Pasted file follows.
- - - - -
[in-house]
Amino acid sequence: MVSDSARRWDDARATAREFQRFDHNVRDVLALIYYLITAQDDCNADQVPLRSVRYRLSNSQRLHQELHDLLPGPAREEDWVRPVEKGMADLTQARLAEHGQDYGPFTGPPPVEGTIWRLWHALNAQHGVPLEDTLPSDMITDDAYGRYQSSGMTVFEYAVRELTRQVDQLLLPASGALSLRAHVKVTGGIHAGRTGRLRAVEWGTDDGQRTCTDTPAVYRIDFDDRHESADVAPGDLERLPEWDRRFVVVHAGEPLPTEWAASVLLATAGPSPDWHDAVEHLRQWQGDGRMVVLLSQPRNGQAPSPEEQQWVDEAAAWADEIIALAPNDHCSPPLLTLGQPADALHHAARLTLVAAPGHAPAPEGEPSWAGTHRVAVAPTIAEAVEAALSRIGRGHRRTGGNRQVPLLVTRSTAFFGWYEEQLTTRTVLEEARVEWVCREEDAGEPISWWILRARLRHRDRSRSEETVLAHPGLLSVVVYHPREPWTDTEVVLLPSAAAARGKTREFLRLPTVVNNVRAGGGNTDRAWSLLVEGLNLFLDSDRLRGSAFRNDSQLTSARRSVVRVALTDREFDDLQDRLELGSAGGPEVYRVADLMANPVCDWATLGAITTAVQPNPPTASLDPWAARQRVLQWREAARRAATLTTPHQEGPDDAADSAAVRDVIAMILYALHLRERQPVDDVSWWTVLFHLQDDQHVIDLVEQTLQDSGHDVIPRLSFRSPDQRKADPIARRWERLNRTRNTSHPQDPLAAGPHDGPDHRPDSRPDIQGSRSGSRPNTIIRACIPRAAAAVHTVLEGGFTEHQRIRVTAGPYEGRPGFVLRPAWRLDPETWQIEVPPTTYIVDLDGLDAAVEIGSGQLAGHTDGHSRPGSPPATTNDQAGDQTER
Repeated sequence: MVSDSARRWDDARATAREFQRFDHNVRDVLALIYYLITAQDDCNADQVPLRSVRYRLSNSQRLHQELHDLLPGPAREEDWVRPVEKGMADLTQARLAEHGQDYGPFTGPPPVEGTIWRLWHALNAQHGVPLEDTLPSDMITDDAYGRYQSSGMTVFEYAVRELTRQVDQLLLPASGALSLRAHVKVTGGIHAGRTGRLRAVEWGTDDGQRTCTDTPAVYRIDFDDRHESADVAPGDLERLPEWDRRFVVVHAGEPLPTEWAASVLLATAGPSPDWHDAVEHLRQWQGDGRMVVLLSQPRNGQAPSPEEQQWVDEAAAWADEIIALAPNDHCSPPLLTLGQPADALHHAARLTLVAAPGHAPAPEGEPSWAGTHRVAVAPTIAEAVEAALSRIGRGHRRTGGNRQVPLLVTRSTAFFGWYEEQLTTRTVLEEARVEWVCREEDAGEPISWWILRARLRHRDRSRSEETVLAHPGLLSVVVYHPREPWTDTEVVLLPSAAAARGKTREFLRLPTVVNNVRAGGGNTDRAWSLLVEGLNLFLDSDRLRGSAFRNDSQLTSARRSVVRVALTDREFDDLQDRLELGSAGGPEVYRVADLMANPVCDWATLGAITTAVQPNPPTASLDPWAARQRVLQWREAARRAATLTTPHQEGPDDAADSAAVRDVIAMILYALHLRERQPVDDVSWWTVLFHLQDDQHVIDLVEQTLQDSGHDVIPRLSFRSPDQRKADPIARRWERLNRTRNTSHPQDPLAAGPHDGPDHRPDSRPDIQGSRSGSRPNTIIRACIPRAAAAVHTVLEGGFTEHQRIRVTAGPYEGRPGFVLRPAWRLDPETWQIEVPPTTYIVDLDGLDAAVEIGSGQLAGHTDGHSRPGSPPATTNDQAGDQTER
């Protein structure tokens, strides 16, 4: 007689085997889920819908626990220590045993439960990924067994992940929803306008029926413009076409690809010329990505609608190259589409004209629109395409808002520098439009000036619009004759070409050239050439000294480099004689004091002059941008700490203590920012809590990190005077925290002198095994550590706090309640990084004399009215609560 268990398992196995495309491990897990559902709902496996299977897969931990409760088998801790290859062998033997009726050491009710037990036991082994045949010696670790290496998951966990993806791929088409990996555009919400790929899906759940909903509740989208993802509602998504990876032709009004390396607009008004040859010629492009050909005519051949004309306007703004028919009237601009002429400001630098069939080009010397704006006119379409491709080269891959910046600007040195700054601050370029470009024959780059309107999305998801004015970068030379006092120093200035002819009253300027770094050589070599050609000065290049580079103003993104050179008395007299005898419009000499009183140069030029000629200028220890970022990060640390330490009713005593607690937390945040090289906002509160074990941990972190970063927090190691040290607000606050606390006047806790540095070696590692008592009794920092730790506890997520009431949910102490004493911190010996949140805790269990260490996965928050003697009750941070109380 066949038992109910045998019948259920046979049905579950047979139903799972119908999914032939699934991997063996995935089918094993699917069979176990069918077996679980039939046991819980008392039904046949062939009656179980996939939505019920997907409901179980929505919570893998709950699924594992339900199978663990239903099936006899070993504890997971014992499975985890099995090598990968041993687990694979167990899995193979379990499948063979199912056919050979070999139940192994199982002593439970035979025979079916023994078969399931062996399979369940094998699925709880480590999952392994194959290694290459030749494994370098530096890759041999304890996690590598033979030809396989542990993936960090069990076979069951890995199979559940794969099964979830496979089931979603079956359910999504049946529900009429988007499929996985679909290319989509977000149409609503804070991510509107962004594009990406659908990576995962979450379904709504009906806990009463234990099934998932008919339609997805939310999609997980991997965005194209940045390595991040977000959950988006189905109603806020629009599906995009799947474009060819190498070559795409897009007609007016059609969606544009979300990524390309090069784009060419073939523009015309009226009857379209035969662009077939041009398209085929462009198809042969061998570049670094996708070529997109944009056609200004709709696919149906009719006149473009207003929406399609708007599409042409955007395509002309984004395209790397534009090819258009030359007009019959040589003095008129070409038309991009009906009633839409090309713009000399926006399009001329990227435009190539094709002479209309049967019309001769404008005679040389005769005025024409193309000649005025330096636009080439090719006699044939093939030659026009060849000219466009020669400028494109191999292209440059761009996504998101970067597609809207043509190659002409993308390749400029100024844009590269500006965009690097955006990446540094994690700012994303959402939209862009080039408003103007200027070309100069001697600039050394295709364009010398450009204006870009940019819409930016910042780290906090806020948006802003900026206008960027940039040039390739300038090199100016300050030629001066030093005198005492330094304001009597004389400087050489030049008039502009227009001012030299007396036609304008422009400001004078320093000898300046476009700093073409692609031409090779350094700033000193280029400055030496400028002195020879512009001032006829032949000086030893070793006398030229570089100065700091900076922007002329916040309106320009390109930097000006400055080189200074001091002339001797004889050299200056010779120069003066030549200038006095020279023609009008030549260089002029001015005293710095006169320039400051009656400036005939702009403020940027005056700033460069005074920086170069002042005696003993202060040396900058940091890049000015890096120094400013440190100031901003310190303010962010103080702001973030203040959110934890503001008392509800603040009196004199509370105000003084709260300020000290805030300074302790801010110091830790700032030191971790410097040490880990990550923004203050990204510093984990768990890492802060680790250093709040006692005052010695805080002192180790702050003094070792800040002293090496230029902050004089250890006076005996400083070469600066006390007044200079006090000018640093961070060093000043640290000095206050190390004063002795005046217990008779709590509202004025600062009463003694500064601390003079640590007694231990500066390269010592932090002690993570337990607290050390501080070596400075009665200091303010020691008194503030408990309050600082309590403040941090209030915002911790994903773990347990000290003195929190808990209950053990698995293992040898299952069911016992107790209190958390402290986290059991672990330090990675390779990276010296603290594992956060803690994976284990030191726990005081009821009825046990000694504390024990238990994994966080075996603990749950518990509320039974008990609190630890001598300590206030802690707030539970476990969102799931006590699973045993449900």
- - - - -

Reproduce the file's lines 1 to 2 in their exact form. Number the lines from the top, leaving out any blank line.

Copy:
[in-house]
Amino acid sequence: MVSDSARRWDDARATAREFQRFDHNVRDVLALIYYLITAQDDCNADQVPLRSVRYRLSNSQRLHQELHDLLPGPAREEDWVRPVEKGMADLTQARLAEHGQDYGPFTGPPPVEGTIWRLWHALNAQHGVPLEDTLPSDMITDDAYGRYQSSGMTVFEYAVRELTRQVDQLLLPASGALSLRAHVKVTGGIHAGRTGRLRAVEWGTDDGQRTCTDTPAVYRIDFDDRHESADVAPGDLERLPEWDRRFVVVHAGEPLPTEWAASVLLATAGPSPDWHDAVEHLRQWQGDGRMVVLLSQPRNGQAPSPEEQQWVDEAAAWADEIIALAPNDHCSPPLLTLGQPADALHHAARLTLVAAPGHAPAPEGEPSWAGTHRVAVAPTIAEAVEAALSRIGRGHRRTGGNRQVPLLVTRSTAFFGWYEEQLTTRTVLEEARVEWVCREEDAGEPISWWILRARLRHRDRSRSEETVLAHPGLLSVVVYHPREPWTDTEVVLLPSAAAARGKTREFLRLPTVVNNVRAGGGNTDRAWSLLVEGLNLFLDSDRLRGSAFRNDSQLTSARRSVVRVALTDREFDDLQDRLELGSAGGPEVYRVADLMANPVCDWATLGAITTAVQPNPPTASLDPWAARQRVLQWREAARRAATLTTPHQEGPDDAADSAAVRDVIAMILYALHLRERQPVDDVSWWTVLFHLQDDQHVIDLVEQTLQDSGHDVIPRLSFRSPDQRKADPIARRWERLNRTRNTSHPQDPLAAGPHDGPDHRPDSRPDIQGSRSGSRPNTIIRACIPRAAAAVHTVLEGGFTEHQRIRVTAGPYEGRPGFVLRPAWRLDPETWQIEVPPTTYIVDLDGLDAAVEIGSGQLAGHTDGHSRPGSPPATTNDQAGDQTER